National Sorry Day is a significant day for Aboriginal and Torres Strait Islander peoples, and particularly for Stolen Generations survivors. The idea of holding a ‘Sorry Day’ was first mentioned as one of the 54 recommendations of the Bringing them home report, which was tabled in Parliament on 26 May 1997. This report was the result of a two year National Inquiry into the forcible removal of Aboriginal and Torres Strait Islander children from their families, communities and cultural identity.

27 May – 3rd June: National Reconciliation Week

National Reconciliation Week (NRW) is a time for all Australians to learn about our shared histories, cultures and achievements and to explore how each of us can join the national reconciliation effort. National Reconciliation Week commemorates two key events in Australia’s history, which provide strong symbols for reconciliation:

  • 27 May 1967 – the referendum that saw more than 90 per cent of Australians vote to give the Australian Government power to make laws for Aboriginal and Torres Strait Islander people and recognise them in the census.
  • 3 June 1992 – the Australian High Court delivered the Mabo decision, which recognised that Aboriginal and Torres Strait Islander people have a special relationship with the land. This paved the way for land rights known as native title. Mabo Day is held 3 June to celebrate the life of Eddie Koiki Mabo.

 
For more information, visit reconciliation.org.au/national-reconciliation-week

Find out more about the events and celebrations taking place across Hume this year at www.hume.vic.gov.au/reconciliationweek

First week of July: NAIDOC Week

NAIDOC is a celebration of Aboriginal and Torres Strait Islander cultures and an opportunity to recognise the contributions of Aboriginal and Torres Strait Islander Australians in various fields. Its origins can be traced to the emergence of Aboriginal groups in the 1920s which sought to increase awareness in the wider community of the status and treatment of Aboriginal and Torres Strait Islander Australians. NAIDOC stands for National Aborigines and Islanders Day Observance Committee. Activities take place across the nation during NAIDOC Week in the first full week of July. All Australians are encouraged to participate.

For more information visit naidoc.org.au


How do I respectfully acknowledge the Traditional Owners of Hume City? 

Acknowledgement of Traditional Owners

An Acknowledgement of Traditional Owners can be done by anyone and is a way of showing awareness of, and respect for, the Aboriginal Traditional Owners of the land on which a meeting or event is being held.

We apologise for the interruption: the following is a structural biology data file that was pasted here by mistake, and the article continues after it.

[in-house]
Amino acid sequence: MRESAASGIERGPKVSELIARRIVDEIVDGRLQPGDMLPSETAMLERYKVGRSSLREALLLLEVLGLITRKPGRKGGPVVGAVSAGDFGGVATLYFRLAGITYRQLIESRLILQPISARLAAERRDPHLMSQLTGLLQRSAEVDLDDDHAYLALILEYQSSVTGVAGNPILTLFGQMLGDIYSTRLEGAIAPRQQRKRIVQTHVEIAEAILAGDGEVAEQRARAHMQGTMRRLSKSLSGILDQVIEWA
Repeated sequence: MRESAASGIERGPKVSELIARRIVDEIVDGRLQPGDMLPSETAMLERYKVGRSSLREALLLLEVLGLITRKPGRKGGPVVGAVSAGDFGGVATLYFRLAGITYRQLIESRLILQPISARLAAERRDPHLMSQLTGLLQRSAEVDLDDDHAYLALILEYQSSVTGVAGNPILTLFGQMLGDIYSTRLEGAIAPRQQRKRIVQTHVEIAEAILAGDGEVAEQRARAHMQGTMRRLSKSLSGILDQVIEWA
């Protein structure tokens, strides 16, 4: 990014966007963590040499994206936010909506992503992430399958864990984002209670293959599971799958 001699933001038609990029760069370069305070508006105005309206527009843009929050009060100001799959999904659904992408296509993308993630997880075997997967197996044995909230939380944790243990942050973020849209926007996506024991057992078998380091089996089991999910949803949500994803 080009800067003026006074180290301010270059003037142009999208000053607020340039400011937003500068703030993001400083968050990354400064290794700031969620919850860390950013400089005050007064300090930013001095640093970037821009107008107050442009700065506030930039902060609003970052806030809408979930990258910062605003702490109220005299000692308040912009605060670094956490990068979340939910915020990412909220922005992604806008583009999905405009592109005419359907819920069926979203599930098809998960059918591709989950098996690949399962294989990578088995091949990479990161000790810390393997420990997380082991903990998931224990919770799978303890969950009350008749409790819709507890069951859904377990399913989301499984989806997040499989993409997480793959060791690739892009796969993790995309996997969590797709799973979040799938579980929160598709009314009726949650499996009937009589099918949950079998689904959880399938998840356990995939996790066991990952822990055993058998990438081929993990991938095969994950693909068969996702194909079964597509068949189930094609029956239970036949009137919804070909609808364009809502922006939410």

For example, at Hume City Council the following words are used:  
"I would like to acknowledge that we are meeting on country for which the members and elders of the Gunung-Willam-Balluk community and their forebears have been custodians for many centuries. The Gunung-Willum-Balluk of the Wurundjeri are the Traditional Custodians of this land. I would like to pay respect to the existing family members of the Gunung-Willam-Balluk. I would also like to pay my respects to their Elders, past and present, and the Elders from other communities who may be here today.

 “I would like to acknowledge that we are meeting on Gunung-Willam-Balluk land. The Gunung-Willam-Balluk of the Wurundjeri are the first and original people of this land. I would like to pay my respects to their Elders, past and present, and the Elders from other communities who may be here today.”

Welcome to Country

Protocols for formally welcoming guests to Country (Tanderrum) have been a part of Aboriginal culture for thousands of years. A Welcome to Country is a way of recognising and paying respect to Aboriginal people and acknowledging their ongoing connection to Country. A Welcome to Country ceremony is performed by Aboriginal Traditional Owners for people visiting their Country. These ceremonies vary from speeches of welcome to traditional dance and smoking ceremonies and are typically conducted by a community elder or known representative of that Traditional Owner group. A Welcome to Country usually occurs at the opening of an event.

A Welcome to Country can be arranged through the Wurundjeri Council. A Wurundjeri booking form can be downloaded from the following link. Bookings should be made well in advance of the event date at wurundjeri.com.au/request-council-traditional-ceremony


Updated : 1:18 PM, 31 May 2019